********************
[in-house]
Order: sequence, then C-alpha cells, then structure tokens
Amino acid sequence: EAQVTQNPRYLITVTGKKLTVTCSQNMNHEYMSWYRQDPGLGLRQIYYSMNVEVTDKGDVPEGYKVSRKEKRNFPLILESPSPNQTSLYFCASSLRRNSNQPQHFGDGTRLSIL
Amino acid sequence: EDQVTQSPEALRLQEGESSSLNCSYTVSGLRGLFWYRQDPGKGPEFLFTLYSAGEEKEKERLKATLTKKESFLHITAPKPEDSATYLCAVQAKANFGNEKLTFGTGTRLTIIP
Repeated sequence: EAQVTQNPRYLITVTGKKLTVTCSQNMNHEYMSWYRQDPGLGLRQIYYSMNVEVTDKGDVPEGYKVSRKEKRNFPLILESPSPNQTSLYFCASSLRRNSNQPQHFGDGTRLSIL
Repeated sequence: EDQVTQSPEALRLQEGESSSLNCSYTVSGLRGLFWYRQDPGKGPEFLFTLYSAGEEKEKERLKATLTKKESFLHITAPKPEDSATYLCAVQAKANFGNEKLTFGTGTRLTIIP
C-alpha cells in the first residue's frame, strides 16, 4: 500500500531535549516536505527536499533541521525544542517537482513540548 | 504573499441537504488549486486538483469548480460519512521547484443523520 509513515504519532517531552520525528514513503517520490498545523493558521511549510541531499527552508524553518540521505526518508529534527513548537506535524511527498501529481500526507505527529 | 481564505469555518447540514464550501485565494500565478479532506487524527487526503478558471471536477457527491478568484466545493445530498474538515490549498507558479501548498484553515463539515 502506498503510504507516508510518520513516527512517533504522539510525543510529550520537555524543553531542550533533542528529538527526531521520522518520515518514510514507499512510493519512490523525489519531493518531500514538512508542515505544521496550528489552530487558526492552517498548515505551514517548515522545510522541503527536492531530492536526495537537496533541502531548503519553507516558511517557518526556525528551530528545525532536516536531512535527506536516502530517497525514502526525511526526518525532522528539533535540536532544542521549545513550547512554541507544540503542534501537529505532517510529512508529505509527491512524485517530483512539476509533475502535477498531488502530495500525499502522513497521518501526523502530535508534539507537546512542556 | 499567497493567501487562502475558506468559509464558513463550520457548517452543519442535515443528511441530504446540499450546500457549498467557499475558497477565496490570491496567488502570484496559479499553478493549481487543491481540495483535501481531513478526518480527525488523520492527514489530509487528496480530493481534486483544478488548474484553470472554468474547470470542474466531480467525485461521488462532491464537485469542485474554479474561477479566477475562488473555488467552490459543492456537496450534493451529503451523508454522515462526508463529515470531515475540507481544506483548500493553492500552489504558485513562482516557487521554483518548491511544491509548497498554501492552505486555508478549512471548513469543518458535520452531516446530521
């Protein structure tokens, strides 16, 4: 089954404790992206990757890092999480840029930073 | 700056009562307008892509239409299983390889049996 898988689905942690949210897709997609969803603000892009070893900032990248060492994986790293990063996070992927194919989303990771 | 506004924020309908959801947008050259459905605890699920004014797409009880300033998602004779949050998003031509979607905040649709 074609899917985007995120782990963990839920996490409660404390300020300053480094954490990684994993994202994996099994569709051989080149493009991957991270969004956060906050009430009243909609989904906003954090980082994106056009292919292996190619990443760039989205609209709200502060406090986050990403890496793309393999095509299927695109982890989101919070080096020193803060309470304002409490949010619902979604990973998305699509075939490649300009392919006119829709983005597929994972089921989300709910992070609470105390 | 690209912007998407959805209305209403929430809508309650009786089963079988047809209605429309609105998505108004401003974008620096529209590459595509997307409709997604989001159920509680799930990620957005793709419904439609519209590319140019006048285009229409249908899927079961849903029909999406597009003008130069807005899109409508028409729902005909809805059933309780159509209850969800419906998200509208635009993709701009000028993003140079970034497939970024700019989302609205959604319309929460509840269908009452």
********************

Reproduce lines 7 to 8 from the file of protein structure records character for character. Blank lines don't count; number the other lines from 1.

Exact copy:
C-alpha cells in the first residue's frame, strides 16, 4: 500500500531535549516536505527536499533541521525544542517537482513540548 | 504573499441537504488549486486538483469548480460519512521547484443523520 509513515504519532517531552520525528514513503517520490498545523493558521511549510541531499527552508524553518540521505526518508529534527513548537506535524511527498501529481500526507505527529 | 481564505469555518447540514464550501485565494500565478479532506487524527487526503478558471471536477457527491478568484466545493445530498474538515490549498507558479501548498484553515463539515 502506498503510504507516508510518520513516527512517533504522539510525543510529550520537555524543553531542550533533542528529538527526531521520522518520515518514510514507499512510493519512490523525489519531493518531500514538512508542515505544521496550528489552530487558526492552517498548515505551514517548515522545510522541503527536492531530492536526495537537496533541502531548503519553507516558511517557518526556525528551530528545525532536516536531512535527506536516502530517497525514502526525511526526518525532522528539533535540536532544542521549545513550547512554541507544540503542534501537529505532517510529512508529505509527491512524485517530483512539476509533475502535477498531488502530495500525499502522513497521518501526523502530535508534539507537546512542556 | 499567497493567501487562502475558506468559509464558513463550520457548517452543519442535515443528511441530504446540499450546500457549498467557499475558497477565496490570491496567488502570484496559479499553478493549481487543491481540495483535501481531513478526518480527525488523520492527514489530509487528496480530493481534486483544478488548474484553470472554468474547470470542474466531480467525485461521488462532491464537485469542485474554479474561477479566477475562488473555488467552490459543492456537496450534493451529503451523508454522515462526508463529515470531515475540507481544506483548500493553492500552489504558485513562482516557487521554483518548491511544491509548497498554501492552505486555508478549512471548513469543518458535520452531516446530521
């Protein structure tokens, strides 16, 4: 089954404790992206990757890092999480840029930073 | 700056009562307008892509239409299983390889049996 898988689905942690949210897709997609969803603000892009070893900032990248060492994986790293990063996070992927194919989303990771 | 506004924020309908959801947008050259459905605890699920004014797409009880300033998602004779949050998003031509979607905040649709 074609899917985007995120782990963990839920996490409660404390300020300053480094954490990684994993994202994996099994569709051989080149493009991957991270969004956060906050009430009243909609989904906003954090980082994106056009292919292996190619990443760039989205609209709200502060406090986050990403890496793309393999095509299927695109982890989101919070080096020193803060309470304002409490949010619902979604990973998305699509075939490649300009392919006119829709983005597929994972089921989300709910992070609470105390 | 690209912007998407959805209305209403929430809508309650009786089963079988047809209605429309609105998505108004401003974008620096529209590459595509997307409709997604989001159920509680799930990620957005793709419904439609519209590319140019006048285009229409249908899927079961849903029909999406597009003008130069807005899109409508028409729902005909809805059933309780159509209850969800419906998200509208635009993709701009000028993003140079970034497939970024700019989302609205959604319309929460509840269908009452």